Friday, August 16, 2013

Three Paladins in Hell

Pretty much the coolest punk flyer EVER.
Browsing Tumblr the other day, I came across the following three images in a post. The obvious intent is to show the evolution of one of the great iconic D&D images over the course of three editions. Hack & Slash posted a similar entry a while back. What struck me, however, is how one can, by looking at the content and composition of each iteration, trace the evolution of how the visual aesthetic and fictional expectations of what exactly constituted "D&D" evolved over the course of roughly 30 years.


The original David Sutherland piece has a typically "First Edition" approach to the eponymous paladin and his gear: his plate, shield, and sword are straight out of a book on medieval weapons and armor, but there's a distinctly a-historical concession to the resource-focused realities of old school adventuring in the form of belt pouches strapped to his waist to hold all manner of rations, potions, and other such necessities. The devils in the picture are all identifiable in the Monster Manual - across the board, the feel of the piece is that this could have come directly out of an actual session of gameplay.


Here we have the Fred Fields homage that graced the cover of the 2nd edition module, "A Paladin in Hell". Here's where the analysis gets interesting: what we see is a more technically proficient rendering of the 1st edition version of the image that somehow lacks the engaging heart and soul of the original. Sounds a lot like the "common knowledge" view of 1e versus 2e, doesn't it? The two systems might have been 99% compatible (just as the pose of the paladin is almost identical in both versions), and the 2e rulebooks much easier to reference in play (just like how, on a technical level, Fields has got Sutherland beat), but a certain je ne sais quoi has been lost. Of note, too, is the change in visual composition. No longer do we see a single hero facing off against a horde of devils. Now, instead, the hero is triumphing over a single foe. Again, this mirrors the shift in gameplay expectations from 1e to 2e of PCs as gravely outnumbered interlopers into dark domains, their survival very much in doubt, to one of "PC-as-epic-fantasy hero".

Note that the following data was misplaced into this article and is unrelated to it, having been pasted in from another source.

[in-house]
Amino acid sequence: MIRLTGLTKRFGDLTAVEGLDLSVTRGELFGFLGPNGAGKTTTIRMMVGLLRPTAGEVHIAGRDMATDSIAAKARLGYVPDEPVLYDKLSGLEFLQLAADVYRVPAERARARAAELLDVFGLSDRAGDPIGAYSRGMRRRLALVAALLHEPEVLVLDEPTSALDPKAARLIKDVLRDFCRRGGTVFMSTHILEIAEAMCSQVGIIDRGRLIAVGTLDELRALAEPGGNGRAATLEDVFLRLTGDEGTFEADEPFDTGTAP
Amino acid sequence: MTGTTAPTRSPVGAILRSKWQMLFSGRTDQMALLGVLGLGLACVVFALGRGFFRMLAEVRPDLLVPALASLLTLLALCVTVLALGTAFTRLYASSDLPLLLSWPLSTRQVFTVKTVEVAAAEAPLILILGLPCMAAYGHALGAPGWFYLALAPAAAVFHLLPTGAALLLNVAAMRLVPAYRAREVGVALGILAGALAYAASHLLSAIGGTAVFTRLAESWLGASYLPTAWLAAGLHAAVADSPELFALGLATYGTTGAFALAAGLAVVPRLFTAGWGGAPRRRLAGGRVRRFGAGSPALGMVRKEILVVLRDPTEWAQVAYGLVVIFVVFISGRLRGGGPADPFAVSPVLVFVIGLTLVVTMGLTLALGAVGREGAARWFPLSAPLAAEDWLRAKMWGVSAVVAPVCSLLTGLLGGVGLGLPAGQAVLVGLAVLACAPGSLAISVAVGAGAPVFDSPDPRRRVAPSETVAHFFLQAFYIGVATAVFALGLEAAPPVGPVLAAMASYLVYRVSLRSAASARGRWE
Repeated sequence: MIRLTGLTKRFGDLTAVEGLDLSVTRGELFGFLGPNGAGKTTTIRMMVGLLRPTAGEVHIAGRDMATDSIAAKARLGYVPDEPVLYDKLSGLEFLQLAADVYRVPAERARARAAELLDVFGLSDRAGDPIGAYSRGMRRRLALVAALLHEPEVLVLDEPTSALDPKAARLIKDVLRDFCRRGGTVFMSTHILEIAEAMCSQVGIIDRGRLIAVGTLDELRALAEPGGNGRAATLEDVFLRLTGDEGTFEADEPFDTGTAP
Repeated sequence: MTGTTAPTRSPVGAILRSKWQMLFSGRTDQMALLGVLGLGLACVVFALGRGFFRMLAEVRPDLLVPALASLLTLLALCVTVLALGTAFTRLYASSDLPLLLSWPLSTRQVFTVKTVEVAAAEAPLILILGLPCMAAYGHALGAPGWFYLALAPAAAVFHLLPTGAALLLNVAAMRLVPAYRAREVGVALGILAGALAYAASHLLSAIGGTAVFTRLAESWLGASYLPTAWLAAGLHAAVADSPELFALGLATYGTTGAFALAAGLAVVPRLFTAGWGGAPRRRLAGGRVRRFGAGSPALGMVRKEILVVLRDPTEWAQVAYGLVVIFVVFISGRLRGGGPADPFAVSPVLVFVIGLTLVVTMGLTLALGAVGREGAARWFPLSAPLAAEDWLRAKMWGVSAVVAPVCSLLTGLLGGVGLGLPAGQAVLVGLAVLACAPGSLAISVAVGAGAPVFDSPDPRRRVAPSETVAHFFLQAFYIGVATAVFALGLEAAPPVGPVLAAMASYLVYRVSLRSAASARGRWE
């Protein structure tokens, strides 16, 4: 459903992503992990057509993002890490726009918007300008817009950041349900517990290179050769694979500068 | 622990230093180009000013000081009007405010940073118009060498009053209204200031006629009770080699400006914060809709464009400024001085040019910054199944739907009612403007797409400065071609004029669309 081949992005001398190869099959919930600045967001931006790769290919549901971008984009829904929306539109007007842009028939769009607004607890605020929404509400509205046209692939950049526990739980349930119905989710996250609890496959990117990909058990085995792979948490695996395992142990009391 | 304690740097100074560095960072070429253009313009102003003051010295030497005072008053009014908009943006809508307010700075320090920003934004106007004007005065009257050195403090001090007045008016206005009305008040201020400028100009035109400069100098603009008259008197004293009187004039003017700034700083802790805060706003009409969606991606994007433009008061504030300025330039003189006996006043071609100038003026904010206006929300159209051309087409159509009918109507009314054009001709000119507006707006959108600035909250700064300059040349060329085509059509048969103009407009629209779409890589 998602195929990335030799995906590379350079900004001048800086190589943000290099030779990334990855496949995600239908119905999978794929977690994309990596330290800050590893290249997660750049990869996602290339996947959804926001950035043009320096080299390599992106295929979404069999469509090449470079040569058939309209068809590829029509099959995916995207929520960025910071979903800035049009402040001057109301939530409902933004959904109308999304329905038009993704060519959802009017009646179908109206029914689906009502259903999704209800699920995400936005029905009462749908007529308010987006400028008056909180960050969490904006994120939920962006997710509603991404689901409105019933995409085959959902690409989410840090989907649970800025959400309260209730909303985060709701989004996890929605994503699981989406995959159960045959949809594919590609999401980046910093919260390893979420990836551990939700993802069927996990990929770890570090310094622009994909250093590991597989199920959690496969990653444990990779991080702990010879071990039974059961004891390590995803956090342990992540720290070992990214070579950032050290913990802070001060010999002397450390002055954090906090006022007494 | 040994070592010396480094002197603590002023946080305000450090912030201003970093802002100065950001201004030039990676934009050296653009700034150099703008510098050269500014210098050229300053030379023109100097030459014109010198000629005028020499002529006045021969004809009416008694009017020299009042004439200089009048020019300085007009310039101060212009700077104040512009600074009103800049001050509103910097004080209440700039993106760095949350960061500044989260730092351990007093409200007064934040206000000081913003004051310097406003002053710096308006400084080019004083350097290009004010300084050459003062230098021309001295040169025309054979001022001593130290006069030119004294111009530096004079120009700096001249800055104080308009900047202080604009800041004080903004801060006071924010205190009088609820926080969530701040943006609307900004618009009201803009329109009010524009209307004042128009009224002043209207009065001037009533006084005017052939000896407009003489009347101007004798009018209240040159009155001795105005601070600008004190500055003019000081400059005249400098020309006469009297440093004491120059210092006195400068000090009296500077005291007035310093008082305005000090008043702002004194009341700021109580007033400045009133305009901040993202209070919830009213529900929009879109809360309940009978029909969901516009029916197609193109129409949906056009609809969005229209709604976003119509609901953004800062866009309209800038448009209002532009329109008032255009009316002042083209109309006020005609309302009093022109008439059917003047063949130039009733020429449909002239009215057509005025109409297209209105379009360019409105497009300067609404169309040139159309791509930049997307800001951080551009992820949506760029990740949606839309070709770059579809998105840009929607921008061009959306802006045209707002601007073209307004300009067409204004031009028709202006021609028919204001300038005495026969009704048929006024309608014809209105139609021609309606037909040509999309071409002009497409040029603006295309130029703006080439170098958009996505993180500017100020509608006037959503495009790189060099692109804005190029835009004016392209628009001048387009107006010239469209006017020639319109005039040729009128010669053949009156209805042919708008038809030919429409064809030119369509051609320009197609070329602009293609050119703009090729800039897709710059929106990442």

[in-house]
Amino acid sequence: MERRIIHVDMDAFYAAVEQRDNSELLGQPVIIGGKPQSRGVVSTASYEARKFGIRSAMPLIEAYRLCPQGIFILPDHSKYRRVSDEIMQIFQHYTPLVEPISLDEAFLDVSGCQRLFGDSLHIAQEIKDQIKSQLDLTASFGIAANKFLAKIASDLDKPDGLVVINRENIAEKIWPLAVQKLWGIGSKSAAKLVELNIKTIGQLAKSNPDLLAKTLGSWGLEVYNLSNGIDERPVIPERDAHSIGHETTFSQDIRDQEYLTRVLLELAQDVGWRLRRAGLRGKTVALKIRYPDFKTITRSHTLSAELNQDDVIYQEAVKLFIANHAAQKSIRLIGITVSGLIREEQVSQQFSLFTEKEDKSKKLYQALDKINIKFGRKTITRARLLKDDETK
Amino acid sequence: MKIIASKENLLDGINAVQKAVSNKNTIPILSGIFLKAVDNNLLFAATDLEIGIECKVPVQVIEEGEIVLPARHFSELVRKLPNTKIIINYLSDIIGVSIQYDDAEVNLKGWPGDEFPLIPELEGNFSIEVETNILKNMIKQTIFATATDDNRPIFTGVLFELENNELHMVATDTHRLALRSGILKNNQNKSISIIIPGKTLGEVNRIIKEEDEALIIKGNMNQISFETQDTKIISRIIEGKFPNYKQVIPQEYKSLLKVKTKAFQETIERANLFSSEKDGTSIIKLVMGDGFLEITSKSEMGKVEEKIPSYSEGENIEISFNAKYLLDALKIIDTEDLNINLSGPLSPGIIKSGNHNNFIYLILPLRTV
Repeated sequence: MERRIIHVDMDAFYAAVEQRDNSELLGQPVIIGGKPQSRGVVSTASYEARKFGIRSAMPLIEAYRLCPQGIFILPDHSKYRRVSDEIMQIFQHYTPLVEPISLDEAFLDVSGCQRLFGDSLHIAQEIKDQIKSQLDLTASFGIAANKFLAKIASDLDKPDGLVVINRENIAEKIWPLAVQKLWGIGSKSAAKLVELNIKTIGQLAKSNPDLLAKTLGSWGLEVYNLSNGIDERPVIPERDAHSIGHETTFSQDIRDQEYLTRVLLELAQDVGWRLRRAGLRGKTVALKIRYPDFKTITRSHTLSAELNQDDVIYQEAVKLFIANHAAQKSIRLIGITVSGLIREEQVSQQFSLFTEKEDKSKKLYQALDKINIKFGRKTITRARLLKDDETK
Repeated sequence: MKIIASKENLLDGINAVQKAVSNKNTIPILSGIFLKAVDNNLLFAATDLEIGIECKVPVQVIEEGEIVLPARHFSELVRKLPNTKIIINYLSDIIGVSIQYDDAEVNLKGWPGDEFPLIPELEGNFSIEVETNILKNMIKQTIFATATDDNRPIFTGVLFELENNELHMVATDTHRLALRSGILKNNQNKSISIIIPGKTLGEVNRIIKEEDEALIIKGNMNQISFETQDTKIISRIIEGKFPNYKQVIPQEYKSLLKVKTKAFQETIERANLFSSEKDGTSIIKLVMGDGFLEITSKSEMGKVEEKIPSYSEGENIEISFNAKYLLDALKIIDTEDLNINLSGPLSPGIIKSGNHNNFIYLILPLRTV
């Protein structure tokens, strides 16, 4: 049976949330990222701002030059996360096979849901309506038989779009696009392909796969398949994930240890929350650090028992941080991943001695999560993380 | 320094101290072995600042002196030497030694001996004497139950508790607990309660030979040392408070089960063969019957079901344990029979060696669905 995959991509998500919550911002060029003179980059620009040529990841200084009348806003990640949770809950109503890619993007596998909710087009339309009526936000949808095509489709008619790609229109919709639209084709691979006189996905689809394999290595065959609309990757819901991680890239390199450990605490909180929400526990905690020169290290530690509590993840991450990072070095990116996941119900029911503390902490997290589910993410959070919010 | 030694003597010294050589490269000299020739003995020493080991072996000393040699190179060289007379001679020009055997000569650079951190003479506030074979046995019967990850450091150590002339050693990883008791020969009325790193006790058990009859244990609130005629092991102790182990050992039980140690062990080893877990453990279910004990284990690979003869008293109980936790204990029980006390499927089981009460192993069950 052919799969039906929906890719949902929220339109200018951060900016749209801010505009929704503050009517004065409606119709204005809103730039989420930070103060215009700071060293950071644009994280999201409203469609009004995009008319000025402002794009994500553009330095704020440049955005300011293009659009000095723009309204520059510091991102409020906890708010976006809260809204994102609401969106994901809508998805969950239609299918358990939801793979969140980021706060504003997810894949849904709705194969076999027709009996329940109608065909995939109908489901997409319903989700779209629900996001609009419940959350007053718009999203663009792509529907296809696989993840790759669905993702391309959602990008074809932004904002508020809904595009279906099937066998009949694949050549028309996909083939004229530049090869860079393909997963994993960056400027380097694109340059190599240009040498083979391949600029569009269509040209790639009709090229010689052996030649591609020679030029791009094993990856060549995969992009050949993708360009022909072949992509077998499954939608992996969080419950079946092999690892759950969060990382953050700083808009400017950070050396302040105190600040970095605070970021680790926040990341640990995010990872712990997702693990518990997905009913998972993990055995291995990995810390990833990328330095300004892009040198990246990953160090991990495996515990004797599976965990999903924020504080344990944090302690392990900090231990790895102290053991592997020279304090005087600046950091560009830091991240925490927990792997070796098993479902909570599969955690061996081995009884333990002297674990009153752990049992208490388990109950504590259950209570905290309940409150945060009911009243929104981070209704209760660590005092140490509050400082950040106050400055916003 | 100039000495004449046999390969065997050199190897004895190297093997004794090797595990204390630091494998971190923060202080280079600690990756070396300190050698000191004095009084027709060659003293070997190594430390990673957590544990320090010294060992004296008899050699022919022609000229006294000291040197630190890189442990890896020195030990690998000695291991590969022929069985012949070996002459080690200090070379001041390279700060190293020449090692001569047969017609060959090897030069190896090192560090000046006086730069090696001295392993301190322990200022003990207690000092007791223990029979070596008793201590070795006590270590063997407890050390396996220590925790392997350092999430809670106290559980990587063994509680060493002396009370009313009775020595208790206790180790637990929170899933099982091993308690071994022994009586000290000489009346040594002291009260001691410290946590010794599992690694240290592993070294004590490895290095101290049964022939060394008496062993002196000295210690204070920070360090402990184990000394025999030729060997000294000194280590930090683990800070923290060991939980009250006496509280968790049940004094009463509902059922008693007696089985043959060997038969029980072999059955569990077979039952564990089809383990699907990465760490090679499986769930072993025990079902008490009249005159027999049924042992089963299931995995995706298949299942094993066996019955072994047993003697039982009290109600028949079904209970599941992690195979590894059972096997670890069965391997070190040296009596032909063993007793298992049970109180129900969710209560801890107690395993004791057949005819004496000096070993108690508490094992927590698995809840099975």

Finally, the 3e version, rendered by Carl Frank. We're back to the original image's composition of a single hero standing on a ledge against a horde of foes, but interestingly, those foes are now homogenized into a single type of devil (and it's the Horned Devil, weakest of all the foes in the original). Read into that what you will. What catches my eye primarily is the shift in the appearance of the paladin. His armor is no longer slavishly copied from an historical example, rather being given a "fantasy" treatment, particularly with the shield. Gone, too, are the mundane adventuring accouterments, replaced instead by an oversized sword. The overall effect is much more cartoonish and/or Hollywood-ized.

And speaking of Hollywood conventions, our protagonist is no longer be-helmeted. Although this gives a greater feeling of emotion and humanity to the paladin, it also, strangely, distances the viewer. I've read multiple accounts of people seeing the Sutherland original for the first time and immediately projecting themselves into the paladin's place - with helmet in place, after all, that paladin really could be your paladin! Taking the helmet off and exposing a face reflects the emergence of "iconic" characters in the 3e/Pathfinder era - these are no longer meant to represent you, but somebody else.

Personally, having come to D&D via 2e, I was unaware of the original piece until just a few years ago, so it doesn't have the same strong nostalgic resonance for me as it does for many other gamers. Nevertheless, I can acknowledge that the original is one of the great iconic pieces of D&D art. In the end, I can appreciate each for different reasons, but what I found most interesting about the three different pieces was how the "look" of the paladin evolved, and how his positioning against his opponents was composed. In these three versions, I think we can see a bit of the soul of each of the three editions of (A)D&D.

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